After we got married, a friend of mine from college wondered if we wanted to help him with some construction work in southern Indiana… “the money is pretty good.” Being mostly broke, and newlyweds, we figured why not? So we packed up a few things, and our dogs, chickens, and duck, and set sail on a new adventure and entered the world of construction for awhile. We eventually found a quaint little farmhouse on several acres to rent. We raised another big garden and on Saturday mornings could be found at the local farmer’s market. We were even trying to solicit customers for a CSA program for the following summer. We found our life at home and in the garden so rewarding. But for the better part of our weeks, we were working long days on overly excessive projects. While we were incredibly grateful for this work and the fine pay that went along with it, we were left with a longing. It was on New Year’s Eve that we made a deal with each other… We just had to try living on the farm in Bugtussle. We knew we wanted a simple life, and to raise a family that way, so we had to try our hand at homesteading and making a living from the land. If it didn’t work, we would do something else, but we at least had to try. So we contacted Jo about the possibility of care-taking the farm again. She was thrilled. She was following her own passions on the West coast and the farm was just sitting here. It was even advertised for sale. (I like to think that the farm had it’s own plans for us… waiting, patiently, for us to get our priorities in line!) Jo was unbelievably gracious with us, allowing us to live on and care for the land, without having to pay rent… she just wanted to see the place being cared for. So we had time to get our garden and business well established, before making the leap into land ownership! We did eventually make that leap, and were pretty scared about it, but have never looked back.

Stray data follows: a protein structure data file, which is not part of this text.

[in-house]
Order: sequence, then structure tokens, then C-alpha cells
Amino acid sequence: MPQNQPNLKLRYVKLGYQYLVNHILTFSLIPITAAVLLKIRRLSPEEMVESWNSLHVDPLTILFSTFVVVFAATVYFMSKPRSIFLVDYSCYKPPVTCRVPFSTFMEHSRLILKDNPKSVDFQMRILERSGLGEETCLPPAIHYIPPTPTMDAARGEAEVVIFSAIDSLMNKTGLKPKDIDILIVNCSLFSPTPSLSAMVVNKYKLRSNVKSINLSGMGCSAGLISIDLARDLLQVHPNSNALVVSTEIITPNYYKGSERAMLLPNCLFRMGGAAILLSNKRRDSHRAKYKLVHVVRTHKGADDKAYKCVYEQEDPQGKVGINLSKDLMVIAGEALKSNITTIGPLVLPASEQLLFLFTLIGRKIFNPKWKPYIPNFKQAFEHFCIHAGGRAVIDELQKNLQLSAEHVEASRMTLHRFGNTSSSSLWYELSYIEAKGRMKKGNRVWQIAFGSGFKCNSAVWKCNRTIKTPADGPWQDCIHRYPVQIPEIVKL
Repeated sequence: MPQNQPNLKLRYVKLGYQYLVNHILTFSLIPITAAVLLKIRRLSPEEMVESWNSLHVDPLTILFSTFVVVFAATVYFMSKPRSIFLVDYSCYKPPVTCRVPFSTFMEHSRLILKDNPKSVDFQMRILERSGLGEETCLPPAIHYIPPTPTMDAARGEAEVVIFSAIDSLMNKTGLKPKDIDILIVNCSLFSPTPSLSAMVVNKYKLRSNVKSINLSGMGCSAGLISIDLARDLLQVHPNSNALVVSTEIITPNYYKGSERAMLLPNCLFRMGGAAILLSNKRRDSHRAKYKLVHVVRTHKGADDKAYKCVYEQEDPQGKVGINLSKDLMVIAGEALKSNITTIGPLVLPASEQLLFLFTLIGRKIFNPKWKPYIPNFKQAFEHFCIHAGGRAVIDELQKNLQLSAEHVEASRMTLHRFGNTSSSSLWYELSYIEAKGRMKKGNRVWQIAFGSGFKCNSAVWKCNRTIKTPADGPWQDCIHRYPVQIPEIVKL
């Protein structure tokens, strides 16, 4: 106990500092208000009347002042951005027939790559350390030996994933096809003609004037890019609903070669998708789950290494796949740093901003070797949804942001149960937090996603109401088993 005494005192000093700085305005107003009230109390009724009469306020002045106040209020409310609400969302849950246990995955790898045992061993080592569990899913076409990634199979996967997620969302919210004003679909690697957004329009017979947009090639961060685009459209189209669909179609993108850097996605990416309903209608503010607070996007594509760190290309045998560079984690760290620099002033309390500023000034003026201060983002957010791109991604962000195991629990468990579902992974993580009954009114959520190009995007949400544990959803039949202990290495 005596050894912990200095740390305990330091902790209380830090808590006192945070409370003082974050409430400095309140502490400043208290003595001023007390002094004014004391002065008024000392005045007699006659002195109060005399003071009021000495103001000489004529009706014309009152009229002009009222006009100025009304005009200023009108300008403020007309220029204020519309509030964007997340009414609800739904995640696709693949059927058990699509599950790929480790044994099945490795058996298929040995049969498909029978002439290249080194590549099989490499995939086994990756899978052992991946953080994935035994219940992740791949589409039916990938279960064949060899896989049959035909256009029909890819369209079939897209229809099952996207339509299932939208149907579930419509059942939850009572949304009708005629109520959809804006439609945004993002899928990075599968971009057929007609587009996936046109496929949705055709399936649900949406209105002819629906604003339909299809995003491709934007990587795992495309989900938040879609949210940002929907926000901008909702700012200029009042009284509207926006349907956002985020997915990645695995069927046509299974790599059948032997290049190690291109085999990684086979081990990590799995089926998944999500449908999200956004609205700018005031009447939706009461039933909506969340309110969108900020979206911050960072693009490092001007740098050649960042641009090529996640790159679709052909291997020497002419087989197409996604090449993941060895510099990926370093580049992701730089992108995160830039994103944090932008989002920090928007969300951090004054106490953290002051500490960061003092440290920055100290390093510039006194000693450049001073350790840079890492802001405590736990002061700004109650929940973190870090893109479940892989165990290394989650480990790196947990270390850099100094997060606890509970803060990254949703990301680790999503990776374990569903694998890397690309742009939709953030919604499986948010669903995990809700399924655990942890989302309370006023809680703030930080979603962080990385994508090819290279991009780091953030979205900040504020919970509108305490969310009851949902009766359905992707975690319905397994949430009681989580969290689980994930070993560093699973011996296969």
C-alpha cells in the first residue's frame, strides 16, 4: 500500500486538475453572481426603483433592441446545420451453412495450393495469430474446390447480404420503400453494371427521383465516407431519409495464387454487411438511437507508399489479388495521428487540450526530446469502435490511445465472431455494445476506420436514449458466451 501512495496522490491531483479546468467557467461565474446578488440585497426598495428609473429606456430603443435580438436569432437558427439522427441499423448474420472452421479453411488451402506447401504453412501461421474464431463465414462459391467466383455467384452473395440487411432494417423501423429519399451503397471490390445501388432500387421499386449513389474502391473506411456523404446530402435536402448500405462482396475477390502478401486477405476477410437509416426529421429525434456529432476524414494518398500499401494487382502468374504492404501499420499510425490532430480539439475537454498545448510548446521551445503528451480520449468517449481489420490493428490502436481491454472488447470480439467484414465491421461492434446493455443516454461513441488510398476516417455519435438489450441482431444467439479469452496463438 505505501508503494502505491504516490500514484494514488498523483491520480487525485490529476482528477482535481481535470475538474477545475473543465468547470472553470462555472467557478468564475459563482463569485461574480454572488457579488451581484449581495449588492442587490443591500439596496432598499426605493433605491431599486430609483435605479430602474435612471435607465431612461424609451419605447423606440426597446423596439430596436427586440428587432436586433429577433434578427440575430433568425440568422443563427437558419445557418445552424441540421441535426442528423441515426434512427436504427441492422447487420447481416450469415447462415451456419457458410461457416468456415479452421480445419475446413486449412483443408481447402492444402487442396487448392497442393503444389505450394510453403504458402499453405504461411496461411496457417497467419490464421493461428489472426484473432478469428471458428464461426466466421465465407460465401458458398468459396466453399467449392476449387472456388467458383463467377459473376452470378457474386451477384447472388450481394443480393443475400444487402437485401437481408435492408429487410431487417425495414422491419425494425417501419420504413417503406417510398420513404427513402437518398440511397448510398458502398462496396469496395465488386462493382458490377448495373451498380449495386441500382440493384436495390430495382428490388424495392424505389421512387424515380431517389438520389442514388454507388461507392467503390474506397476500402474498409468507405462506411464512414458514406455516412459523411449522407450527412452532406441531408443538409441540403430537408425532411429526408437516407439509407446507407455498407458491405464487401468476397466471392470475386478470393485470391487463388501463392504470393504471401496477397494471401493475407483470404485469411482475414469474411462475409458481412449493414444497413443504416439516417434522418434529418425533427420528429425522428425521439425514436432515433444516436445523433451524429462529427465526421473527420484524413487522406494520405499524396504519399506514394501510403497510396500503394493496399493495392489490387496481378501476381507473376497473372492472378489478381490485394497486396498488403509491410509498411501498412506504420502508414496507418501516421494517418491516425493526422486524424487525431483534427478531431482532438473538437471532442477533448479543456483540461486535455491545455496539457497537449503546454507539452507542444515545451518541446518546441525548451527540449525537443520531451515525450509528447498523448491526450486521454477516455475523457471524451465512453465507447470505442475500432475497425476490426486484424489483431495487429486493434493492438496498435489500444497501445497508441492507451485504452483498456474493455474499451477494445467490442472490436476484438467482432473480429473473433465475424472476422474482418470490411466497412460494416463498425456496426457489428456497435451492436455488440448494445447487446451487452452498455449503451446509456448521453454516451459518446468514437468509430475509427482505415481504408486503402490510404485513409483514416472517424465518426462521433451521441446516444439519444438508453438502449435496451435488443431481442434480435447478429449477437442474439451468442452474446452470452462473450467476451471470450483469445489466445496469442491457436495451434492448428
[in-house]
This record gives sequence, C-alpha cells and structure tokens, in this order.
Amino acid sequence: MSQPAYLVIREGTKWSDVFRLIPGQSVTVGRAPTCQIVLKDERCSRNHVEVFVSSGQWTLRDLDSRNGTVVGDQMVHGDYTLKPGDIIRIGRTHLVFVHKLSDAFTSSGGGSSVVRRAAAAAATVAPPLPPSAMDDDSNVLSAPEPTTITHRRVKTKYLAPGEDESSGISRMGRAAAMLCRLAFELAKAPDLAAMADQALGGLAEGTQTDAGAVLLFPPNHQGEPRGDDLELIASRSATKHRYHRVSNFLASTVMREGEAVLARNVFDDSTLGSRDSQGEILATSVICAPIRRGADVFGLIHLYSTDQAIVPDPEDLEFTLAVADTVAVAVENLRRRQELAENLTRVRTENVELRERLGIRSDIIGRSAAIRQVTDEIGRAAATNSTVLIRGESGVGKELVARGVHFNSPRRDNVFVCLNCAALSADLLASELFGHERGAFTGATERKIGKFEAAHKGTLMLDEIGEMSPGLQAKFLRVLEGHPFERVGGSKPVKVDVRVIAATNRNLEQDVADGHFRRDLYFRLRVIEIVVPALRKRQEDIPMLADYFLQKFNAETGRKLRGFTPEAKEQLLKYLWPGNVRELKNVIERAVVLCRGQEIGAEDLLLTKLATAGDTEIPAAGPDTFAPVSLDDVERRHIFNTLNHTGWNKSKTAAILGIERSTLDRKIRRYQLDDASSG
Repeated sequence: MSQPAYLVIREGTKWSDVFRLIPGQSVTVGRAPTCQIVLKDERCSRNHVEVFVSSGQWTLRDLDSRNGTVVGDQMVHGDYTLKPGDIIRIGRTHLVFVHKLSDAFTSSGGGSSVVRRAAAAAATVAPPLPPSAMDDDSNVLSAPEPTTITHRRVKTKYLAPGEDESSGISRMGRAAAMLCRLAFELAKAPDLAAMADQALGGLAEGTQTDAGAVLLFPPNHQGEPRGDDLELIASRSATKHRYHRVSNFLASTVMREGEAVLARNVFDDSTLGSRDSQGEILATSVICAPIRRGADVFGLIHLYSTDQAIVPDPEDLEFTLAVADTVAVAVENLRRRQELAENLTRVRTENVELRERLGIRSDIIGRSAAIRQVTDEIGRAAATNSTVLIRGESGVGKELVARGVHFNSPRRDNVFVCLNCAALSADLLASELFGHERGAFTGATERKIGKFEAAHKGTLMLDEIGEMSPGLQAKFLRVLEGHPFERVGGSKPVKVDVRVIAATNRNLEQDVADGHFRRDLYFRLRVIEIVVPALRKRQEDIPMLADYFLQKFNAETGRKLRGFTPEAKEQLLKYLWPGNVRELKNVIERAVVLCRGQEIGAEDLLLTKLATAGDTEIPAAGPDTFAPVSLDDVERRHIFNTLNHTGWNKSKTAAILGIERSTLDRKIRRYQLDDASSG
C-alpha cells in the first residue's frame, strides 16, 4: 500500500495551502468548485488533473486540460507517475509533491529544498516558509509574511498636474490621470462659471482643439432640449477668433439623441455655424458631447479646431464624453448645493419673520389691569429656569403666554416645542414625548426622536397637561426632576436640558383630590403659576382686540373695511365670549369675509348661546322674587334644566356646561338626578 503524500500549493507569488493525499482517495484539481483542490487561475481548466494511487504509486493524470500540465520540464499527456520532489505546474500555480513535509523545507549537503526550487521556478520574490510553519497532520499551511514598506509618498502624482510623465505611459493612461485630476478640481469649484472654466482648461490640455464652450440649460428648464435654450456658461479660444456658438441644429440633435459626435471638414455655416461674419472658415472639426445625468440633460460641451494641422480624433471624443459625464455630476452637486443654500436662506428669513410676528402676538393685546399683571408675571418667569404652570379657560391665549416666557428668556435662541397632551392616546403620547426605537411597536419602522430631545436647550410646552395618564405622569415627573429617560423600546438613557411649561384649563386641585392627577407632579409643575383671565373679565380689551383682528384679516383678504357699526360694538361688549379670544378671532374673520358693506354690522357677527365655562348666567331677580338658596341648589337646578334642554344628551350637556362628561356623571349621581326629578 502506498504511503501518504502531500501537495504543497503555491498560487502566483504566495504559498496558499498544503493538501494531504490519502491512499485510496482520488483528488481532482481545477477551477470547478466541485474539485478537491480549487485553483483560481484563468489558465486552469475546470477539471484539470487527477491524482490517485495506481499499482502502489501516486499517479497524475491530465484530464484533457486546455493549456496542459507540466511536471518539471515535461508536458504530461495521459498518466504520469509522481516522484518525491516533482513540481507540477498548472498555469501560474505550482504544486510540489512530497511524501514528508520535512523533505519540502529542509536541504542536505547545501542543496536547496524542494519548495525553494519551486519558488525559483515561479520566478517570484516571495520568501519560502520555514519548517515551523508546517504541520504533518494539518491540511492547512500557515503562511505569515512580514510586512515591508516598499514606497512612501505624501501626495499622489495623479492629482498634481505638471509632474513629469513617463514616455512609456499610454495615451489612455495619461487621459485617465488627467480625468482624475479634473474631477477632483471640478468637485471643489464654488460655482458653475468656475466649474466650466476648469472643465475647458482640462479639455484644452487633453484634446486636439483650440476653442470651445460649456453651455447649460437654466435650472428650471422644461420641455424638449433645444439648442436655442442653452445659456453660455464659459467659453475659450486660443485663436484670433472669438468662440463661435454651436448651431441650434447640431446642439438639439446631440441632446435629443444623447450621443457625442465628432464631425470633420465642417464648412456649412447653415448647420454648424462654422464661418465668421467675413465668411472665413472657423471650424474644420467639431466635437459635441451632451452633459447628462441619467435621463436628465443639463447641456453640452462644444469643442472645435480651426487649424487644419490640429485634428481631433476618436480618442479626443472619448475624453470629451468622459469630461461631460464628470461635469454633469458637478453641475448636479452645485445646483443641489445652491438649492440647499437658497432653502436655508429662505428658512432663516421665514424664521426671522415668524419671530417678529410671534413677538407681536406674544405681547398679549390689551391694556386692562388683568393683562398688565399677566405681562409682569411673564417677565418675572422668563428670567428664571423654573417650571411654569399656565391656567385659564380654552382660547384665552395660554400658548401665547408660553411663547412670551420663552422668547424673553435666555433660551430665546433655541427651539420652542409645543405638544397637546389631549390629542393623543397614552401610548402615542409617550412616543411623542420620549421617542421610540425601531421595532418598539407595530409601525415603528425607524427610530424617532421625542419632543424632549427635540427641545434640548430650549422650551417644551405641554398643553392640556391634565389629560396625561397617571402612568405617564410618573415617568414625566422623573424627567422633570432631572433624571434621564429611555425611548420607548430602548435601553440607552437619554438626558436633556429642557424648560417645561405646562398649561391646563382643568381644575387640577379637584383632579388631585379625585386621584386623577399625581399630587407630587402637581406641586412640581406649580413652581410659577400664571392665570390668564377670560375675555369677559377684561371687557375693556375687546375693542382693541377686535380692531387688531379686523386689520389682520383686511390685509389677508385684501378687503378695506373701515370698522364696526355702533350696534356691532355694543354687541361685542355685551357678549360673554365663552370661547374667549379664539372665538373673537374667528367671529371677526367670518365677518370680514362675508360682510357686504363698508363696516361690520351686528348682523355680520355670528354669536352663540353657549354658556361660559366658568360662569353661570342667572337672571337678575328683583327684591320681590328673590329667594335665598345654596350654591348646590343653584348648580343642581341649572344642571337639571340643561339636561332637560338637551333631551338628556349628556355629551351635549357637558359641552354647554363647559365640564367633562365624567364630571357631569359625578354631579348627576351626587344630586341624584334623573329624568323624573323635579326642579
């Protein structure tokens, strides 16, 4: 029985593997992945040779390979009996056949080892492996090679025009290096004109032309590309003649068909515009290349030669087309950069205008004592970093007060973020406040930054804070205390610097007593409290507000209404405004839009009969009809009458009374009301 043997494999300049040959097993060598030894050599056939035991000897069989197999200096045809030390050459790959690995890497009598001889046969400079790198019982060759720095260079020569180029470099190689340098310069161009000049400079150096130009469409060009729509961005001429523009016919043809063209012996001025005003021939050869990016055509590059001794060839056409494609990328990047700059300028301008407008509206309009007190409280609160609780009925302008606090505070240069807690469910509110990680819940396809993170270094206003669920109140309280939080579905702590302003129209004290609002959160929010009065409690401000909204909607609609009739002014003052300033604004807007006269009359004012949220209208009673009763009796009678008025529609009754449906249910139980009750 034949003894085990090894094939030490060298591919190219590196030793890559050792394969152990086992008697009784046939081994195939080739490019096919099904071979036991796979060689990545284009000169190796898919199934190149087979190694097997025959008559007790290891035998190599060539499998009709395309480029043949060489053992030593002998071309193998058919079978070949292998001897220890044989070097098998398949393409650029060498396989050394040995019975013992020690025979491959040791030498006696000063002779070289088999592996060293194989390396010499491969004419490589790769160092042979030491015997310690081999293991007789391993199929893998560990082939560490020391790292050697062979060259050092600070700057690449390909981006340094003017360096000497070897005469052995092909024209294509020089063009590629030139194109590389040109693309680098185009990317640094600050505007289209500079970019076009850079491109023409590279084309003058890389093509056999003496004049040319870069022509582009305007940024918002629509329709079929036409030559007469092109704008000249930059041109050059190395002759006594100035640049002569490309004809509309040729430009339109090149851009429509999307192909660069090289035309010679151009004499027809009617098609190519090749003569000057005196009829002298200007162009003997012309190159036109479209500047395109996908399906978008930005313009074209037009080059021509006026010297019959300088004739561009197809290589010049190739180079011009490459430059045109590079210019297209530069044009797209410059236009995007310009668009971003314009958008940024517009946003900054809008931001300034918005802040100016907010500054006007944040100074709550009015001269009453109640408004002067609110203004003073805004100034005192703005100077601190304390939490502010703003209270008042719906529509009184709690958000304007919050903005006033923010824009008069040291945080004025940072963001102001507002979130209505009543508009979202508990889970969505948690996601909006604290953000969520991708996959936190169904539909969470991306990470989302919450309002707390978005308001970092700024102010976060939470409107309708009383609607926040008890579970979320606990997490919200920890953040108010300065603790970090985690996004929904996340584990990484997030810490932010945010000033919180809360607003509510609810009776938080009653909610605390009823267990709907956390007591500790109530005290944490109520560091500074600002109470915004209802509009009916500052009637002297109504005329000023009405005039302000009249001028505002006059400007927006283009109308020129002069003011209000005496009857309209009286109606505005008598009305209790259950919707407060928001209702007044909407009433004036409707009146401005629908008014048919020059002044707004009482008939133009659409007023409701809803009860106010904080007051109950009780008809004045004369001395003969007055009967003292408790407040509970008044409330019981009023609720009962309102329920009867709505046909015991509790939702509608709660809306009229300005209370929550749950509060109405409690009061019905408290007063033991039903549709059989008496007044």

Over the years, we have slowly, slowly, nurtured and developed this farm into the vision we share for this place. What started out as a tiny little cabin in the woods, has grown (twice) to better meet the needs of our growing family. First we added a bedroom and indoor bathroom (with a hot water system that circulated through our wood cook stove), finished just about a week before Ira came into this world. When Opal was about to come into this family, we upgraded from no electricity to a very small solar system, which suited our needs just fine. As Olivia’s birth was approaching, we added two more rooms, a kitchen and another bedroom. Gradual, small changes which were never daunting or debt-incurring, and of a scale that we could handle accomplishing on our own, of course with wonderful help from friends and family. Growing slowly, patiently. Over the years, our livestock herd (flock) has also grown slowly. What started out as four sheep, is now in the range of ninety sheep, and with lambing just a few weeks away, will at least double that number again! Slow and steady. Same scenario for our cattle. Our CSA program started out that first year (twelve years ago now!) with seventeen shareholders. We’ve grown to over eighty families, and then scaled back down when we realized it was too much, when the bliss was strained. With Eric’s devotion to intensive livestock rotations in our pastures, we are slowly watching ragged and barren fields of sedge grass be transformed into lush and fertile pastures.
While this farm has many advantages, it also has it’s fair share of disadvantages… but we decided long ago that instead of continually looking for greener grass, we would just make the grass greener where we were. Finding bliss is a journey. It doesn’t happen overnight, it happens along the way…